Film Review: OldboySpike Lee’s brutal remake of a 2003 Korean cult classic doesn’t bring much novelty to the table, but remains a solid and grim action tale about the cost of vengeance.
Spike Lee reimagines Korean auteur Park Chan-wook’s 2003 cult classic for American audiences with Oldboy, a sturdy do-over that nonetheless never quite justifies its own existence. Given the considerable reputation of Park’s original with genre fanboys, the only legitimate reason to revisit this material in English is to try something new. Yet at virtually every step, Lee—working from a script by Mark Protosevich that adds some nice 2013 flourishes, such as nods to Google and music-identifying app Shazam—plays it safe. That means admirers of Park’s film will find few novel twists—but a bit more gruesome violence, believe it or not—in this tale of a drunken lout, Joe Doucett (Josh Brolin), who after ditching his daughter’s third birthday party for a disastrous business dinner, gets sloshed and then, for reasons unknown, is kidnapped.
Awakening in what appears to be a motel room, albeit with rotating day-night paintings in place of a window, Joe soon comes to discover that he’s actually a prisoner in an elaborate cell, doomed to eat the same Chinese dumplings every night while knowing—courtesy of TV news programs—that he’s been framed for the rape and murder of his wife, which has left his daughter an orphan.
Lee establishes this set-up with a haunting air of mystery that’s tinged with cruelty—a fitting atmosphere given that Brolin’s protagonist is clearly demarcated as a bastard who, regardless of the crime that’s landed him in this horrifying situation, deserves some payback for years of being a “dick.” Motivated by a TV interview with his now-grown daughter that gives him hope for redemption, Joe stops drinking and starts turning himself into a granite slab of furious muscle, and when he’s finally granted release after 20 years in confinement, he initiates a search for the man responsible for putting him in that situation.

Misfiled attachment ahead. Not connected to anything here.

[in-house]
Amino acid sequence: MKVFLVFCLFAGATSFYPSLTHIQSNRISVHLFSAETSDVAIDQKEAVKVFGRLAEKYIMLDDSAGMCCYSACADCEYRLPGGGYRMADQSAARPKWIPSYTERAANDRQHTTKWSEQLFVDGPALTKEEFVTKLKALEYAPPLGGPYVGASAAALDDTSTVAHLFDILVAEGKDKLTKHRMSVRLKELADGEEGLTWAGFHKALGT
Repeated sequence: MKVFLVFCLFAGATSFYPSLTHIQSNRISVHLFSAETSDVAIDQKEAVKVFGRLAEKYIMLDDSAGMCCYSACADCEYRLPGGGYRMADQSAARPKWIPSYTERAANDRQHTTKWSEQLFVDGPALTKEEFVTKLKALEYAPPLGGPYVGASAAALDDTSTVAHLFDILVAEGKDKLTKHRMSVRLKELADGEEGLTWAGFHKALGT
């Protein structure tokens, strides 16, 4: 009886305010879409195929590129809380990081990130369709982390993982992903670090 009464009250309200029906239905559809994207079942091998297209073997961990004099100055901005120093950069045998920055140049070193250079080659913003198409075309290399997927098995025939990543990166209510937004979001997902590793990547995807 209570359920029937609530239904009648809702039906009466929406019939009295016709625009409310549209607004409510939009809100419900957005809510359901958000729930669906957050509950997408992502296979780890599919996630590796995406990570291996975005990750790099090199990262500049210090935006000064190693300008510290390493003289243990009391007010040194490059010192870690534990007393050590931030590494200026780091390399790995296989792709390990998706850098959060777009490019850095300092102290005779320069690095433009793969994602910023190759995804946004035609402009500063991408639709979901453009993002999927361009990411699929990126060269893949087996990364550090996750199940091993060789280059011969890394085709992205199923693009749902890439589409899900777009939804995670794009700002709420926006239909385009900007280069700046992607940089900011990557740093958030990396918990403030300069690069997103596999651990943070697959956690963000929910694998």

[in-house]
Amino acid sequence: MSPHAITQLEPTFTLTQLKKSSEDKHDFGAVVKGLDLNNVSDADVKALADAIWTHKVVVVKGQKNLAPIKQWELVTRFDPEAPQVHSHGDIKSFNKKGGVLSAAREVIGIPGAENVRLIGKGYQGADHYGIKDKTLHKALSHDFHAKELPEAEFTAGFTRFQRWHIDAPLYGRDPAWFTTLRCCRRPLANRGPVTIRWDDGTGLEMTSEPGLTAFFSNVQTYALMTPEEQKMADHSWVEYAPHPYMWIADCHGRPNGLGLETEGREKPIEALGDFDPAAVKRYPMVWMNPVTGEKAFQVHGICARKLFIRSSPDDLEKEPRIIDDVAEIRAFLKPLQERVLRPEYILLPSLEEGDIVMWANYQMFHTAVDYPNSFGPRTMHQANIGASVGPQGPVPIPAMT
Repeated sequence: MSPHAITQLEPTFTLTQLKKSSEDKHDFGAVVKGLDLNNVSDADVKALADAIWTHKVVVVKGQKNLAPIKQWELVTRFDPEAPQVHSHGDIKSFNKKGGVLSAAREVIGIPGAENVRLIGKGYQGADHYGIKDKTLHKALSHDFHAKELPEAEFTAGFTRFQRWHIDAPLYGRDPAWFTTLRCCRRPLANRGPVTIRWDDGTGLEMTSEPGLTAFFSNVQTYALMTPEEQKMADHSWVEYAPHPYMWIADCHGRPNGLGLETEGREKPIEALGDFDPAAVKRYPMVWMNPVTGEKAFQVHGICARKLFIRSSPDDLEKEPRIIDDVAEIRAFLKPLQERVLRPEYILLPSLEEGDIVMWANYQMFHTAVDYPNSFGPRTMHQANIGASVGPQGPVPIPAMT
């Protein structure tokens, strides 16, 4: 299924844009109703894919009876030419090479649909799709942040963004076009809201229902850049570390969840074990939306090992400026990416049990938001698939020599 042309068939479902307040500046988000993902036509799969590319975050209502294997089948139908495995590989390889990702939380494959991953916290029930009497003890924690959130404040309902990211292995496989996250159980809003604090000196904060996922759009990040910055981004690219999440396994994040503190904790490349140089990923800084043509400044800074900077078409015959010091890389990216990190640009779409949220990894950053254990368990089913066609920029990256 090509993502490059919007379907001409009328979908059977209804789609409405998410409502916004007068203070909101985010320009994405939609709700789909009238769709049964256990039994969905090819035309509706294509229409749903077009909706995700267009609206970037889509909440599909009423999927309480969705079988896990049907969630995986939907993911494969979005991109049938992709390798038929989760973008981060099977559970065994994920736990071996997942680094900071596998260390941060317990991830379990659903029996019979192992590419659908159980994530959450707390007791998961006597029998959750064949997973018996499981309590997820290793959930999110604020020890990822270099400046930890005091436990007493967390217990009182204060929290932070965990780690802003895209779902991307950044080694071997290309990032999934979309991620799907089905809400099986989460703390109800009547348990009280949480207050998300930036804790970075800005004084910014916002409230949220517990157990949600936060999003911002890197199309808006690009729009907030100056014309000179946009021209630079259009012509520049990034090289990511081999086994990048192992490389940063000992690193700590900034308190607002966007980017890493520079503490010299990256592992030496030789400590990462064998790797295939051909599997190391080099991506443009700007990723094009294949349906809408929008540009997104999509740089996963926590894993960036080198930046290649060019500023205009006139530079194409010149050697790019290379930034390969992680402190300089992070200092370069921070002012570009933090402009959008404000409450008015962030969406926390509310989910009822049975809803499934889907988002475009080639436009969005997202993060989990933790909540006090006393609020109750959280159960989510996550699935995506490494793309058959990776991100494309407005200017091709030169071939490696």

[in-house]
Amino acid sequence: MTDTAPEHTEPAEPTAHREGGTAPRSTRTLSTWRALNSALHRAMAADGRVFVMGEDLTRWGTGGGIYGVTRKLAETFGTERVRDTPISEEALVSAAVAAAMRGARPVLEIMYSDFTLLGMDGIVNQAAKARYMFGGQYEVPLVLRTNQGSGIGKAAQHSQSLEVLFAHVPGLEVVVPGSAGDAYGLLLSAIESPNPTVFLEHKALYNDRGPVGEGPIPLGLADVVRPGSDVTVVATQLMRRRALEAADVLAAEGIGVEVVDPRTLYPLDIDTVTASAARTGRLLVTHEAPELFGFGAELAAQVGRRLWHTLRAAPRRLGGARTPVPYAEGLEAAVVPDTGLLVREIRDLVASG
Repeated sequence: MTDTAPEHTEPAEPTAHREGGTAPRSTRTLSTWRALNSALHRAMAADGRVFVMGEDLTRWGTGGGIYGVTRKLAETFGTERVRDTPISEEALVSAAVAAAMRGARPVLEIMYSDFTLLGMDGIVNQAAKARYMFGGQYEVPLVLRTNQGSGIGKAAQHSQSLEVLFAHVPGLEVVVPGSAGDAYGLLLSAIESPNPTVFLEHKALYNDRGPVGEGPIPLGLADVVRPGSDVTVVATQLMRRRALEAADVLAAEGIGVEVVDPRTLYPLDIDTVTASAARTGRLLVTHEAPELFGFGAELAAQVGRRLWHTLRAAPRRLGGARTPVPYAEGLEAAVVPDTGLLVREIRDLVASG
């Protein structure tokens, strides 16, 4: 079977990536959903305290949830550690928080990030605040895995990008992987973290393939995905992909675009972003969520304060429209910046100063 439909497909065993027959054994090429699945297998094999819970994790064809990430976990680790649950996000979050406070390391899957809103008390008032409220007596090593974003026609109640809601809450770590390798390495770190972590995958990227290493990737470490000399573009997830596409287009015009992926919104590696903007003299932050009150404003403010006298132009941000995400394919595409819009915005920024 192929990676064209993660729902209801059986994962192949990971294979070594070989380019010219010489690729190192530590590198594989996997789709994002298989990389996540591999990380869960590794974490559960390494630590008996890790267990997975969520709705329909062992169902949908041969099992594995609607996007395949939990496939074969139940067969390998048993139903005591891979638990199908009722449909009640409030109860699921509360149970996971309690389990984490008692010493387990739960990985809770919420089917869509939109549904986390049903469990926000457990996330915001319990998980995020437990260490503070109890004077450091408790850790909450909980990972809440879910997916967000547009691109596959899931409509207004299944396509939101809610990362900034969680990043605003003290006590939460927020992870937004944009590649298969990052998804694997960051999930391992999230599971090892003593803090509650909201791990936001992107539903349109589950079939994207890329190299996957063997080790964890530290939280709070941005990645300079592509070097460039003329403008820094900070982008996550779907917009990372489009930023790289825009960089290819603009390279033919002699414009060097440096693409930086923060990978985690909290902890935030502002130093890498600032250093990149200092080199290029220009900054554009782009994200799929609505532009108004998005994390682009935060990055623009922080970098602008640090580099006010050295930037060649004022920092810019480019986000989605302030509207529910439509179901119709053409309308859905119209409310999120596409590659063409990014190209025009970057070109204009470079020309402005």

That mission puts him in contact with a medic named Marie (Elizabeth Olsen), who, in the film’s most contrived twist, soon comes to not only aid Joe in his quest but also to befriend and, later, love him. As with its predecessor, Oldboy can’t quite sell this relationship as anything more than a narrative device, though despite coming across as an unlikely pair, both Brolin and Olsen prove captivating leads, with the former in particular exuding requisite rage, sorrow and grief over his own culpability in his circumstances. Meanwhile, the truth behind Joe’s predicament is uncovered only after much sleuthing, which includes run-ins with Joe’s former prison warden (Samuel L. Jackson, sporting a blond mohawk) and a reunion with his old friend Chucky (Michael Imperioli)—as well as an astoundingly brutal fight between a hammer-wielding Joe and countless enemies that Lee shoots in an impressive single take and, upping the ante from Park’s original, is staged in upstairs/downstairs hallways.
When revelations do finally come, all of them involving a shadowy figure from Joe’s past named Adrian Pryce (Sharlto Copley, sporting a well-manicured beard and his native South African accent), they reveal Oldboy to be a story about the way in which revenge wreaks violence on both those who perpetrate it and their loved ones. A somewhat too-soft coda notwithstanding, Lee refuses to shy away from the irreparable damage wrought by his protagonist or the tremendous cost of his characters’ vengeance, in the process delivering an action fable that, to its credit, feels less thrilling than grim and ugly.